Arin: So we’re looking for, not as pretty properties, potentially older that require more maintenance. So important to plan for these things before you make the purchase, is part of your strategy.

Damian: Certainly, yeah. If you’re buying an older style property, I’d certainly recommend… or any property, but certainly the older style ones, putting aside a couple of thousand dollars a year in your budget for repairs and maintenance. So there’ll be some years where you don’t spend it. You don’t spend hardly anything and that’s great. But there might be another year where the hot water heater blows up and a few other things go wrong that you’ve got to spend a lot of money. So just plan for that in your budget, putting aside some money upfront. And then from your rent each month that you get, putting aside into a reserve fund or setting aside and you know personally that you’ve got the money there should those repairs and maintenance come up.

Arin: So it’s all about the planning upfront and then making sure you’re ready to move if something does happen on the way.

Damian: Yeah, definitely. You don’t want to be in a situation that, look, rental properties of all types in residential, there’s always going to be something that comes out of the blue and you just got to be… It’s like a car, just got… took up the car for a service and got hit with a three-grand bill today, so not exactly thrilled about that, but that happens. So things happen and it’s the same with your rental property, making sure you’ve got money set aside for when things get… need repairs and maintenance.

Arin: I’m sure you planned well ahead for potential maintenance bill…

Damian: Yes, I definitely wasn’t expecting it but it happened.

Arin: Excellent. Now, we’ve spoken as recently as this week with some investors who are looking to invest specifically for depreciation purposes in a new house. They wanted a new place just because they can depreciate it. Is that a valid strategy in its own right?

Damian: Well, again, not really, Arin, because that comes back to what we spoke about in Episode Two about negative gearing. So, depreciation is great in that it’s a deduction we can claim. So for a new property, you can claim 2.5% of the building value. So let’s say it was a villa that you might have purchased, brand new one that might have, say, $250,000 of building value. You can write off 2.5% per annum on that. So that starts to add up. That’s about $6,250. Just doing the quick numbers in my head. And you can also write off on any property you buy, you can write off the plant and equipment. So that would be your ovens, your carpets, your blinds, and those sorts of things. And there are depreciation specialists who can do that, figure that out for you.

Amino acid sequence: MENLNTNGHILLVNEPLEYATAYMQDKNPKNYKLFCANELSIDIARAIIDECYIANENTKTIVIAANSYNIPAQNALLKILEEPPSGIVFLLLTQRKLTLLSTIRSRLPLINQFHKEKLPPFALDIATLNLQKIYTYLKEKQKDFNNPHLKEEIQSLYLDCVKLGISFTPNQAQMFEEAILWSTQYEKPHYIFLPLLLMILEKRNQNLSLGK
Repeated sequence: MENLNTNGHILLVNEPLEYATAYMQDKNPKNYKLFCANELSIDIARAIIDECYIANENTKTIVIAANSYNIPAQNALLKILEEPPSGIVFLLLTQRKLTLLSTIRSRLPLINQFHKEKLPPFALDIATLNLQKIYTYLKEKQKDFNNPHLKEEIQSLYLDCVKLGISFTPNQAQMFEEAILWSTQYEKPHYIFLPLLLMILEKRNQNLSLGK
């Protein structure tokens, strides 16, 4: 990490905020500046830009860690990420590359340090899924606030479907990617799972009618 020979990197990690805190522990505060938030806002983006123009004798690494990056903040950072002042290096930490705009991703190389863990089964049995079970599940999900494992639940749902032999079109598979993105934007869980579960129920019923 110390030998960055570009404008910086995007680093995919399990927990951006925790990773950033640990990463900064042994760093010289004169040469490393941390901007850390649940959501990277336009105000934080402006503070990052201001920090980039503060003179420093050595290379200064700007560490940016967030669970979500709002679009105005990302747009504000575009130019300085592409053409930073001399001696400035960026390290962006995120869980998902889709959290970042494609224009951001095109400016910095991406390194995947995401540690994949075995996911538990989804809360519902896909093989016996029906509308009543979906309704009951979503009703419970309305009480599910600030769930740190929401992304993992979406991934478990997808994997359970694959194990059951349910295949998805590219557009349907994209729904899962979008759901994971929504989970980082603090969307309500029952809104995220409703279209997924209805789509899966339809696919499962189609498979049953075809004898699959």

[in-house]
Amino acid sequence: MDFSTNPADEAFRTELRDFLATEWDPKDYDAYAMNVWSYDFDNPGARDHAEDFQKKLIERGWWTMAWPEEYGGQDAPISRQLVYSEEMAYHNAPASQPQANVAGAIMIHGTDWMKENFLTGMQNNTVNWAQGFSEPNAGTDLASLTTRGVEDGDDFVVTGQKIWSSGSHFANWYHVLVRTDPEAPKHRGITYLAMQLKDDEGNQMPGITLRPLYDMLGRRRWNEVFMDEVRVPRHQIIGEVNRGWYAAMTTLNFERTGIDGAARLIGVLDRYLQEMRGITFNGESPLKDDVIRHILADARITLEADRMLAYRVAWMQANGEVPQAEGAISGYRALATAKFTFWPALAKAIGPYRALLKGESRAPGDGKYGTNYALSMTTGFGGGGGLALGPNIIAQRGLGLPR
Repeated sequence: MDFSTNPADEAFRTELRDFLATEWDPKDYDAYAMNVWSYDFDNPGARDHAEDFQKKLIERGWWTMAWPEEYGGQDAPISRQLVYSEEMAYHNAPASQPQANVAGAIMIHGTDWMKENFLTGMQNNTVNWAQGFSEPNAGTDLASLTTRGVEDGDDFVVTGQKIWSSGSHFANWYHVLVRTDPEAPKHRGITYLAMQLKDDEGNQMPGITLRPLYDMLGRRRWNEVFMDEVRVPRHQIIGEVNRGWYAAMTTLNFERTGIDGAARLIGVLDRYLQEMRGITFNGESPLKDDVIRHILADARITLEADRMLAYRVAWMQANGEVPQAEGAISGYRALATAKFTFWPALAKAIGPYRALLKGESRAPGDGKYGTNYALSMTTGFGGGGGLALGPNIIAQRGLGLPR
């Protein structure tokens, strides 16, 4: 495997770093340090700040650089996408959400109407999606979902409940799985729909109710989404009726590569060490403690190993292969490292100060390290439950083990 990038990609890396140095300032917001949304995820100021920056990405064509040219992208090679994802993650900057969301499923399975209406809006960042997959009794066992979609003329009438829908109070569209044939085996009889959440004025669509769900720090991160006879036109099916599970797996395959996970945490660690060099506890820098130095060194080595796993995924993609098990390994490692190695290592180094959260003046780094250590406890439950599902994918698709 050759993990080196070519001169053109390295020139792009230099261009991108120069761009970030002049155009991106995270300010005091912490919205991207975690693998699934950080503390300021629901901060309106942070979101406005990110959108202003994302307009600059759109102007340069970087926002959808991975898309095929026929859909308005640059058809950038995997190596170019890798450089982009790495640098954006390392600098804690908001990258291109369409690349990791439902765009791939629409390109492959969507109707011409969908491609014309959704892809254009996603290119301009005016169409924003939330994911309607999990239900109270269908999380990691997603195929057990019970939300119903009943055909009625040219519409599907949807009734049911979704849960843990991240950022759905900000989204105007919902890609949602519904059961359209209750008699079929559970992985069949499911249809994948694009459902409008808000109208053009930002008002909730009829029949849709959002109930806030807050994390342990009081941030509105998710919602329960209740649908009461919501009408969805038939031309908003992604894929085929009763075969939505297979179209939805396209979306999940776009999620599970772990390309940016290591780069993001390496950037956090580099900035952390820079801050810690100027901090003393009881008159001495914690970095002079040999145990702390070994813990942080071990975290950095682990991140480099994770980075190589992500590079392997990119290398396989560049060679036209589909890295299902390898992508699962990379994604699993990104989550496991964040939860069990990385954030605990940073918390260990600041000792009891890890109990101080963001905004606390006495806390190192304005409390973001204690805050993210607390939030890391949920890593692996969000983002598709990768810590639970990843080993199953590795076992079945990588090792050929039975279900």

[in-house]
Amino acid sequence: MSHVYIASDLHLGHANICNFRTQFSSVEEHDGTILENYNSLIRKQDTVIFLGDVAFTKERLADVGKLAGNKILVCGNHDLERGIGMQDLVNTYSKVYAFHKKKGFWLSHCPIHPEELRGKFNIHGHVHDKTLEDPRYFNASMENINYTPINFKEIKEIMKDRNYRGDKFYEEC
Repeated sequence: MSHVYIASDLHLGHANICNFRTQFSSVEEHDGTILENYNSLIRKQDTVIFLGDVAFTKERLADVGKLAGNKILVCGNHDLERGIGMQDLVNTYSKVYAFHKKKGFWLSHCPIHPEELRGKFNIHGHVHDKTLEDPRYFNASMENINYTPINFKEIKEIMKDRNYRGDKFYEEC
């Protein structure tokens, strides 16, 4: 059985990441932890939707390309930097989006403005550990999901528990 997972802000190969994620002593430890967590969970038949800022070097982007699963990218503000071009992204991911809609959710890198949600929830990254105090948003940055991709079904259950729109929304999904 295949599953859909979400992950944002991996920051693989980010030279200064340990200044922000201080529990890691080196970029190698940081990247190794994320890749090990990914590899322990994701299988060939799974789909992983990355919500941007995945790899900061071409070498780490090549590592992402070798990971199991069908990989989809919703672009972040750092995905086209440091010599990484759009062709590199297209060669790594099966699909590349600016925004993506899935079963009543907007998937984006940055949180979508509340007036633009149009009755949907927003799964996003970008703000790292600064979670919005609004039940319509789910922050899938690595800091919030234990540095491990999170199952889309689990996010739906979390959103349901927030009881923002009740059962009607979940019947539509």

So newer properties up to those properties built after 1985 can depreciate the building. Those properties built before that can’t do that. And those properties, all properties, they can depreciate the plant and equipment. Yeah, so a new property is going to get more depreciation for sure but the reason is buildings do depreciate. They go down in value. It’s simple, while you go and look at a brand-new house that you might build, it’s going to cost you, again, say, $300,000, $400,000, or if it’s a villa, we spoke about, that might cost $250,000 to build, on a property. You go and look at a house that’s 40 years old, in a lot of cases, they’re knocking them down and starting again. So that tells you the building value has pretty much gone down to next to nothing. So that’s why you get the depreciation allowances. So it helps you with cash flow but that property just doesn’t grow as much. And ultimately, growth is what’s going to get us the extra equity to buy our next investment property.

Arin: With these older properties as well, and I often will get our asset management advisor to come in and recommend some renovations to the place, kitchens, bathrooms and so on. Opportunity for depreciation there?

Damian: Yes, you certainly can. So if it’s carpet replacement, you can depreciate the carpet, same with the ovens, blinds. Painting, not so much because that’s part of the capital cost. So, look, that’s where we get depreciation specialists in. We recommend that to all our clients, get a firm in who knows what they’re doing and they’ll tell you what you can depreciate and not.

Arin: So by and large, an established property is the way to go, an older property is the way to go?

Damian: Yeah, certainly, if you can afford the… if you’ve got really strong cash flow and, you know, cash flow is not a big issue for you, we’d buy something recommendable. Let’s buy something that’s huge on the land component value. Might even be a future development site. The houses need to be livable and rentable and you might spend a little bit just getting it, fixing it up to get it to that point, but ultimately, it’s got, you know, 90% or thereabouts, 80% land value. That will get you better capital growth over the longer term. That would be the preferred.

For clients who’ve, perhaps, can’t afford a lot of negative cash flow, we might buy them, still some of the good land component value but it might be, yeah, five years old or something like that. So they’re still getting good depreciation. They’re seeing reasonable capital growth but the cash flow is there to help them. So it’s better to have that investment than not have any investment at all because they’re not in the market, you know, not benefiting from creating wealth through property.